L+M Hospital committed to work with TBBCF
by Kathleen Edgecomb – June 13, 2018
When volunteers from the newly created Terri Brodeur Breast Cancer Foundation contacted Lawrence + Memorial Hospital in 2006 seeking financial support for its marathon fundraiser, the New London hospital had already cut back on giving to charitable organizations.
“At the time, everyone was doing a walk,” recalled William Stanley, Vice President for Development and Community Relations at the New London hospital. “I got the call, and I was trying to figure out how I was going to say no.”
But after a presentation by Sandy Maniscalco, Co-founder of TBBCF, and John LaMattina, President of Global Research and Development at Pfizer Inc. and a TBBCF board member,
Stanley committed $2,500 to the fledgling non-profit and added TBBCF to the list of about 100 groups that L+M supports annually.
The hospital has maintained that level of giving ever since, donating more than $30,000 over the years.
Stanley said the presentation about TBBCF was so organized and thorough, he had to say yes. Money was accounted for, overhead was low and donations were being used to award $100,000 grants for cancer research.
“It’s consistent with our mission, and I know the money is making a difference,” he said. “It’s everything you want a charity to be.”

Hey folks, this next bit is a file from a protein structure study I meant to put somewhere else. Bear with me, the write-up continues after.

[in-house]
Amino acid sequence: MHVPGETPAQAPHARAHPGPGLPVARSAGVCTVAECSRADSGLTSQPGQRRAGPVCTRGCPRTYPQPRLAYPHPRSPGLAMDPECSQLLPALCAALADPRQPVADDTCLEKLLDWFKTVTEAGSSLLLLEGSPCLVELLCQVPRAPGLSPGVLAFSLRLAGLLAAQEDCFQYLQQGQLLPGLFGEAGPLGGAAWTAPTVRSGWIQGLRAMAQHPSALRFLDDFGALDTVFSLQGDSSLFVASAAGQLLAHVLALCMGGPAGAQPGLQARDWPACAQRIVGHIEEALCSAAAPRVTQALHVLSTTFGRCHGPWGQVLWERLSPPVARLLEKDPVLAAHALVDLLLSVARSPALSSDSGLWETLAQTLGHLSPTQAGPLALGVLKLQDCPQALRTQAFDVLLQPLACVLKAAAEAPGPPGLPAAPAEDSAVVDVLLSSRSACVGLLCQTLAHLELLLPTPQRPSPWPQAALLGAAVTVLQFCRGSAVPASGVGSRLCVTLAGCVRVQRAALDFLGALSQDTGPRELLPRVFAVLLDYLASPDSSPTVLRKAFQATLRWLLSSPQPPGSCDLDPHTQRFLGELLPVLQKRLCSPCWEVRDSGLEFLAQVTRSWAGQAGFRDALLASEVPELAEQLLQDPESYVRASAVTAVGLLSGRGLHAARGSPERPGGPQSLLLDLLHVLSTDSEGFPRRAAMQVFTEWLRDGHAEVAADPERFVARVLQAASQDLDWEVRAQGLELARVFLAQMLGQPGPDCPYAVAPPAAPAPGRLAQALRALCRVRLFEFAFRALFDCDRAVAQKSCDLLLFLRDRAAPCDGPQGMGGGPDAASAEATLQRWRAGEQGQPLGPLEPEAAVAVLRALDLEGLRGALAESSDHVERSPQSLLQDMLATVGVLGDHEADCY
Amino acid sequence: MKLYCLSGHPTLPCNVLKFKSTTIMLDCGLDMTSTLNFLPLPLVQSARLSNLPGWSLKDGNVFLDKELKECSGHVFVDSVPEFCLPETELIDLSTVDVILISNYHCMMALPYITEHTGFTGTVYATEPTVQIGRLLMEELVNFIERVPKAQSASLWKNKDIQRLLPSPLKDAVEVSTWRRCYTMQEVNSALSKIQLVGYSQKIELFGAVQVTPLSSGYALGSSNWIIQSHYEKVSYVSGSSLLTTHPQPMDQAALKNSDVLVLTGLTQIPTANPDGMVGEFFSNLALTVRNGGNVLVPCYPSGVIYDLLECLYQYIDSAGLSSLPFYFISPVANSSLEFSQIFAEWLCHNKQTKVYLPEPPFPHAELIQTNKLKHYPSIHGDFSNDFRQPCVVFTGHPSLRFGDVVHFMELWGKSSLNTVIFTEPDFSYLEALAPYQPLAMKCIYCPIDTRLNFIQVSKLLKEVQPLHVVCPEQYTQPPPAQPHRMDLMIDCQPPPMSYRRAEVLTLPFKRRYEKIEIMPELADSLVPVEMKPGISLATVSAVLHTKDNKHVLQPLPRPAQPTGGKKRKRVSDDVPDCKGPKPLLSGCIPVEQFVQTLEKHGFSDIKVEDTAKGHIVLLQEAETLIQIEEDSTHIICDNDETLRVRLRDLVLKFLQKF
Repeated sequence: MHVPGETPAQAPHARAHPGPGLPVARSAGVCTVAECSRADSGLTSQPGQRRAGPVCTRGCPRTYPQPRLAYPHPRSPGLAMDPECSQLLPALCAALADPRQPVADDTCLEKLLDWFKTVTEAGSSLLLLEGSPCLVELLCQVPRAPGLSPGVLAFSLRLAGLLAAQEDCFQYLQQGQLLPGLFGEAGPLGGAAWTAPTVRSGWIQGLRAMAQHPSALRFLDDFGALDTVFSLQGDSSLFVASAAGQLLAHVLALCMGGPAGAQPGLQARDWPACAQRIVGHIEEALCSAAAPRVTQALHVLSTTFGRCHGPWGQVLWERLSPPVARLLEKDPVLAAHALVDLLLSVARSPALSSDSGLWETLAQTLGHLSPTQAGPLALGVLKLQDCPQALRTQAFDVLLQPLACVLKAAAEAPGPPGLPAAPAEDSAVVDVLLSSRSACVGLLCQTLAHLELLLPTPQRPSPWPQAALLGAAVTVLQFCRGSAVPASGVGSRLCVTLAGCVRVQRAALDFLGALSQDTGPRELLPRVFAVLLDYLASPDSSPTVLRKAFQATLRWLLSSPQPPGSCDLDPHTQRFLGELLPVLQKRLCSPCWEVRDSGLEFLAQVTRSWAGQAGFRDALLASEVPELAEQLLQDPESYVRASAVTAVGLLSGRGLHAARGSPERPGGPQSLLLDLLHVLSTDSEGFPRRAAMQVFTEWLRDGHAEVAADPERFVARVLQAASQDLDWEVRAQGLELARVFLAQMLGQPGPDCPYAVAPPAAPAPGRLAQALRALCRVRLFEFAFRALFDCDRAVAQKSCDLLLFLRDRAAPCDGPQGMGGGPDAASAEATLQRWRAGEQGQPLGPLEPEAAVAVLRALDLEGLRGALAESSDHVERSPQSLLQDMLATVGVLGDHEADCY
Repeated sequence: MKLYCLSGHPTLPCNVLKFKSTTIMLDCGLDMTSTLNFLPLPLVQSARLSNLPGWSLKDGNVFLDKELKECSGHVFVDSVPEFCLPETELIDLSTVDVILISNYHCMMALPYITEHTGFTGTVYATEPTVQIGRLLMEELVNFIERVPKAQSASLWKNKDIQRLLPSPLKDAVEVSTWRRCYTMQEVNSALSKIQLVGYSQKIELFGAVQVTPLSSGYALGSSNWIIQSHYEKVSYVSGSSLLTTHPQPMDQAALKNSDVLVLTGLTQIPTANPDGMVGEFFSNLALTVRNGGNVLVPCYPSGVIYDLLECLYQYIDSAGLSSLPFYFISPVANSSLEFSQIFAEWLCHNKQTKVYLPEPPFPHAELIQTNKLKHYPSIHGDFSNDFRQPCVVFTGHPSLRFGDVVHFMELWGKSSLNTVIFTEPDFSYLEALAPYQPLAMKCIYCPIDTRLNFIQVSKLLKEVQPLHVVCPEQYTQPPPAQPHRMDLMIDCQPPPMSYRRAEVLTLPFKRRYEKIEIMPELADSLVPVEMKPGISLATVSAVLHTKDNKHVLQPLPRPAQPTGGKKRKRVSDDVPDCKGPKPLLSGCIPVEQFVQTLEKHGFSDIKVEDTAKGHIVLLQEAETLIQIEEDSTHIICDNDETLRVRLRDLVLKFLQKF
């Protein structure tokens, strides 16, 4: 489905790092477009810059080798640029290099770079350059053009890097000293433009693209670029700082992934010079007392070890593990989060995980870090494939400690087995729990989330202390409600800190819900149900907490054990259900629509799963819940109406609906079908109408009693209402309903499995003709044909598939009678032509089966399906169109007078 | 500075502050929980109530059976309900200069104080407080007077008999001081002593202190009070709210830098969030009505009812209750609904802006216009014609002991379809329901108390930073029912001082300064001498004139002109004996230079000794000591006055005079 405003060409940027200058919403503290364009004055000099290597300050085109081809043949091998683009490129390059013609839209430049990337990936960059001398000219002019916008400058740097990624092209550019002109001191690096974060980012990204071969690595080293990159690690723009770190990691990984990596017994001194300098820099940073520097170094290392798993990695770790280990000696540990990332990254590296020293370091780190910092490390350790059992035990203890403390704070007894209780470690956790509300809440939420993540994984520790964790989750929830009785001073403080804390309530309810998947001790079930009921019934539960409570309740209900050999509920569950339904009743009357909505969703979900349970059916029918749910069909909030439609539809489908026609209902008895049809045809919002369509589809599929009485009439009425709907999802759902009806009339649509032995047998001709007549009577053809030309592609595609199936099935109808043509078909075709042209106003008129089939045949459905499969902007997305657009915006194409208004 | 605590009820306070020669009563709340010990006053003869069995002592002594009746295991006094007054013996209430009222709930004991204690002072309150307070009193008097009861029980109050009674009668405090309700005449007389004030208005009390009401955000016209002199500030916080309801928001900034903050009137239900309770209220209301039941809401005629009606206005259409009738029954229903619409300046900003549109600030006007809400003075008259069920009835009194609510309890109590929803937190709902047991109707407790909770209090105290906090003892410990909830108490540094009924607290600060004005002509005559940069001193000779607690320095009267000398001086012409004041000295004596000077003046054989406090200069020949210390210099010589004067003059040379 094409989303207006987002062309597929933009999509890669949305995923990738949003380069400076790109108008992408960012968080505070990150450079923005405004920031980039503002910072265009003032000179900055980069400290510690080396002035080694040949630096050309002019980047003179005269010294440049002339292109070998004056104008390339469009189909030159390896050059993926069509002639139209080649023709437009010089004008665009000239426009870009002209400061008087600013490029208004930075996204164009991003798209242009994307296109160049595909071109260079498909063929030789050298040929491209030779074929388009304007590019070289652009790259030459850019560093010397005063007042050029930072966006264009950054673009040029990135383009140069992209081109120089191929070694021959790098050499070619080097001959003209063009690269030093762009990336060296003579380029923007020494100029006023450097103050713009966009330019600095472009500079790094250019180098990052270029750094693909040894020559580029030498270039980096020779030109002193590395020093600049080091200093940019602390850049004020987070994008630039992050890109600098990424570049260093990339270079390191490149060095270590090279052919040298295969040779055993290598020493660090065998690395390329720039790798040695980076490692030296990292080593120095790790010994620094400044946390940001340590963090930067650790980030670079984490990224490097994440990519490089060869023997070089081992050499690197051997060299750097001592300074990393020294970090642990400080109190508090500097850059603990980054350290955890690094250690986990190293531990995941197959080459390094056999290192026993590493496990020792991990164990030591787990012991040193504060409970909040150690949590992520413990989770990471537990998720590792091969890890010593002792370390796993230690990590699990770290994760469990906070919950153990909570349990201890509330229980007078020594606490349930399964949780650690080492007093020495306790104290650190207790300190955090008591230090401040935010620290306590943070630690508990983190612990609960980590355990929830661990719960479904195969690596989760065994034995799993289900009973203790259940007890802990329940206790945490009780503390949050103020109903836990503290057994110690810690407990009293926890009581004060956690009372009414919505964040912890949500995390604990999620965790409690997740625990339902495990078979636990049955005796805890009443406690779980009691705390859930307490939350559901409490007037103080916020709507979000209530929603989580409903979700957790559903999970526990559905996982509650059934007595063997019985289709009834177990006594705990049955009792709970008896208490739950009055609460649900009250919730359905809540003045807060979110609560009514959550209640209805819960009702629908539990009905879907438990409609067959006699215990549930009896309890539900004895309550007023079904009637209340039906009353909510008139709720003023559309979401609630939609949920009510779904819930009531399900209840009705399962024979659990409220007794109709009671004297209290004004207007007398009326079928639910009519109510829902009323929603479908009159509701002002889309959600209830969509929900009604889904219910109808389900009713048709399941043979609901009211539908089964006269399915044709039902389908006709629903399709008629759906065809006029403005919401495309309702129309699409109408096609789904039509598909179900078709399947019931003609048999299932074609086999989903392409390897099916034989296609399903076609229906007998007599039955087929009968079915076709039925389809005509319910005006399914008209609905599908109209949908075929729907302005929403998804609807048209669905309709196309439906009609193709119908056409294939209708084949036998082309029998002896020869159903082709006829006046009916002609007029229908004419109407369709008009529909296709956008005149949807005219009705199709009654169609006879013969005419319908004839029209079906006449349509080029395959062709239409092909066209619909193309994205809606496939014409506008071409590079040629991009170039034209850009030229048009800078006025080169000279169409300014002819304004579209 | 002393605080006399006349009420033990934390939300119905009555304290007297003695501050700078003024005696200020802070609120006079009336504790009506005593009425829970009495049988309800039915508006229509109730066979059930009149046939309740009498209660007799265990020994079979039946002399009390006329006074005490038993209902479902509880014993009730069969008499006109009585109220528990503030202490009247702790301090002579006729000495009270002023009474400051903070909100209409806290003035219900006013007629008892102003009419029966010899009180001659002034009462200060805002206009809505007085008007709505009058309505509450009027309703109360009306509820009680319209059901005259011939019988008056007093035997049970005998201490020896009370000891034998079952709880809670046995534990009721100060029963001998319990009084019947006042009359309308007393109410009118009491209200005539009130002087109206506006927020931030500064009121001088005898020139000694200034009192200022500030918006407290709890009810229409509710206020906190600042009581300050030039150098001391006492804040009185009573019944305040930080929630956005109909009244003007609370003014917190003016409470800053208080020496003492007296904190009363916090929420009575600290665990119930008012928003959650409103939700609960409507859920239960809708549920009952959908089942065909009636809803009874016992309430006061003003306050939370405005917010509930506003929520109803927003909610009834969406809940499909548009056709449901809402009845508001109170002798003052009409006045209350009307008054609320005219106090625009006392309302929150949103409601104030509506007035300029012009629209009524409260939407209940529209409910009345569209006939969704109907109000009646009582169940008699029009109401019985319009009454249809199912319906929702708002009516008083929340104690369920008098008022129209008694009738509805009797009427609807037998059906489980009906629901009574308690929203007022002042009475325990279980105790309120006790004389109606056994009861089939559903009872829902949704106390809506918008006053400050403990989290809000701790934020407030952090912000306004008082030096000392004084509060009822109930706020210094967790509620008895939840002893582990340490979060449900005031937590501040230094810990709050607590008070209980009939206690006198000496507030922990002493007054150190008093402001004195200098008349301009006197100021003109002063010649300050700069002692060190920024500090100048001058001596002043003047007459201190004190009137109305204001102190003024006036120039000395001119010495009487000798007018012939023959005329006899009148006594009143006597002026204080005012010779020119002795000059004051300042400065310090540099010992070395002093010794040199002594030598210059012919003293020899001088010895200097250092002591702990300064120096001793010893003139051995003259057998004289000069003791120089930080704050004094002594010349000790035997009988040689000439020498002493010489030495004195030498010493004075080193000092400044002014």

The group also keeps in touch with its donors, Stanley said, inviting them to annual meetings and sending emails with updates on how the money is being spent.
Stanley, whose mother was a 40-year survivor of breast cancer, also makes a personal contribution to TBBCF.
“We support a lot of great organizations,” Stanley said. “This one is more and dear to me than the others.”
But he is also hoping for the day when breast cancer is cured and the hospital stops donating to TBBCF. “The best thing that could happen is the Terri Brodeur Breast Cancer Foundation goes out of business,” he said. “But until that happens, we’ll continue to contribute.”
TBBCF was established 13 years ago by Maniscalco and her friend Norma Logan– who died of breast cancer in 2006 — to honor Terri Brodeur, a young mother of three from Old Saybrook who died of breast cancer in 2005. They pledged to put 100 percent of its gross fundraising dollars toward cancer research. Over the years, the group has awarded $4 million to 40 breast cancer researchers resulting in 30 publications in medical journals.